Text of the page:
Dym Products, Inc.
Dym Products has been (or was?) my alter ego for many years. I started using it as my main website in the very late 90s, instead of my given name which would have been the sensible thing to do. Through Dym Products, I explored crossovers between art and design, useful and unused, correct and incorrect materials. I considered the strangeness of individual making in a post-industrial, consumer goods saturated world. The website DymProducts.com was itself an artifact, a project, never a vehicle to straightforwardly show works or share news. In 2018, I decided that it was no longer serving me and restructured my web presence.
Dym Products was an umbrella corporation (and a real corporation, incorporated in California in 2013) which held distinct business units. A couple of these, Dym | california textiles and Logo Removal Service, have their own websites, plus some visibility and viability on their own terms. They both include products, services, and performance. A third division, SubOptimal Systems, Products, Processes, loosely categorized as the Research & Development unit, was never especially public. (On this website, you can find more about SubOptimal Systems falls in "Use It All Up.") It was part of my concerted, quixotic attempt to deal with, understand, process, all the trash that I and my family produced. When I finally understood that private research wasn't helping my trash turn into gold, I turned to other things. The fascination with garbage, and how mired we are in heedlessly creating terrifying volumes of it, remains with me.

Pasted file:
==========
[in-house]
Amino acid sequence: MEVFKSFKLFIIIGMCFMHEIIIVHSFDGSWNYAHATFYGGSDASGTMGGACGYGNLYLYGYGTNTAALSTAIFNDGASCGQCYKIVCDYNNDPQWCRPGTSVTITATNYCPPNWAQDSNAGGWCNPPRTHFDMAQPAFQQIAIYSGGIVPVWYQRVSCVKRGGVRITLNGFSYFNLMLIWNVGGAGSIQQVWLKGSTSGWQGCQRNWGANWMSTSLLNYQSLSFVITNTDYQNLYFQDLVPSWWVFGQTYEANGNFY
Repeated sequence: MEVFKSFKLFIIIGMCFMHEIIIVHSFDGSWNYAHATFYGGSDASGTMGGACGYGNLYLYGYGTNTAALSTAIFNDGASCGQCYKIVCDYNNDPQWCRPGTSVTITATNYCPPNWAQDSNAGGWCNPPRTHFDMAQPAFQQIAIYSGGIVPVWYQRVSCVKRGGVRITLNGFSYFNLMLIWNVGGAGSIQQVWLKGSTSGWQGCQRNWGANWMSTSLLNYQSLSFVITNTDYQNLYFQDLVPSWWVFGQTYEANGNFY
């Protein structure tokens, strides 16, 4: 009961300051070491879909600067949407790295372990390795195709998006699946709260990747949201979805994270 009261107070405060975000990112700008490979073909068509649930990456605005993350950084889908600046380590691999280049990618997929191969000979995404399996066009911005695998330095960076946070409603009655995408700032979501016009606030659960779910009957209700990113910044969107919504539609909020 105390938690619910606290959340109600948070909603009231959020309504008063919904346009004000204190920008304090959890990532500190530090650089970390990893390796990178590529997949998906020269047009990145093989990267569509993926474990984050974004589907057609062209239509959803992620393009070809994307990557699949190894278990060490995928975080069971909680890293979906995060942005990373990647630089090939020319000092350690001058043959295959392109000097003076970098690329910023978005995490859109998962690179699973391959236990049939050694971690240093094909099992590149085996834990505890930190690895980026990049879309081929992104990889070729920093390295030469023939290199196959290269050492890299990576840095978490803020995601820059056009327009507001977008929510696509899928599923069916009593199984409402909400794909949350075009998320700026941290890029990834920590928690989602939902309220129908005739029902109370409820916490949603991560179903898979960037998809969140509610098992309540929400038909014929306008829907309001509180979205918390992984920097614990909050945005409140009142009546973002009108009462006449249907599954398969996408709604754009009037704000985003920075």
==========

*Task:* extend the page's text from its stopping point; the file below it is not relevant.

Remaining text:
With Logo Removal Service and SubOptimal Products, I practiced much repairing and mending. The sewing, obsessively excessive, along with the optically vibrating fabric color choices inserted drawing, or non-paint painting, into conceptual projects. (All good painting is conceptual art.) Logo Removal depends on the combined specificity and arbitrariness in the strange shapes that evolved under my hands (i.e., subconscious-sewing-acts attention). Without these weird abstractions and challenging color combinations—related, perhaps, to paintings by Forest Bess or Marsden Hartley—the removals would have been "merely" utilitarian. With sewing and mending in lieu of pigment and canvas, this project visits deep feminist territory, while also questioning, however quixotically, capitalism's requirement to make vast quantities of identical cheap stuff.
A smaller, final division of Dym Products, Inc. included responding in pictures and writing—in collaboration with writer Tom Clyde—to discoveries out in the world that caught my attention, mostly art, but also poetry and design. I am working, now, to bring this artist <--> writer call-and-response into another project, still in the pipeline.
Dym Products, as my focal web presence, needed to go when I realized that what I sought, now, was dematerialization of human culture. Making things, or even working with what exists already, under the guise of a corporation doesn't answer. In truth, making now feels strangely distracting, not a useful means to think through something or convey thought. Or, perhaps, I am busy re-framing the context in which I make. Specific things, for specific purposes or people, a recognition of—I flinch to write this—sacred attention in manifesting change.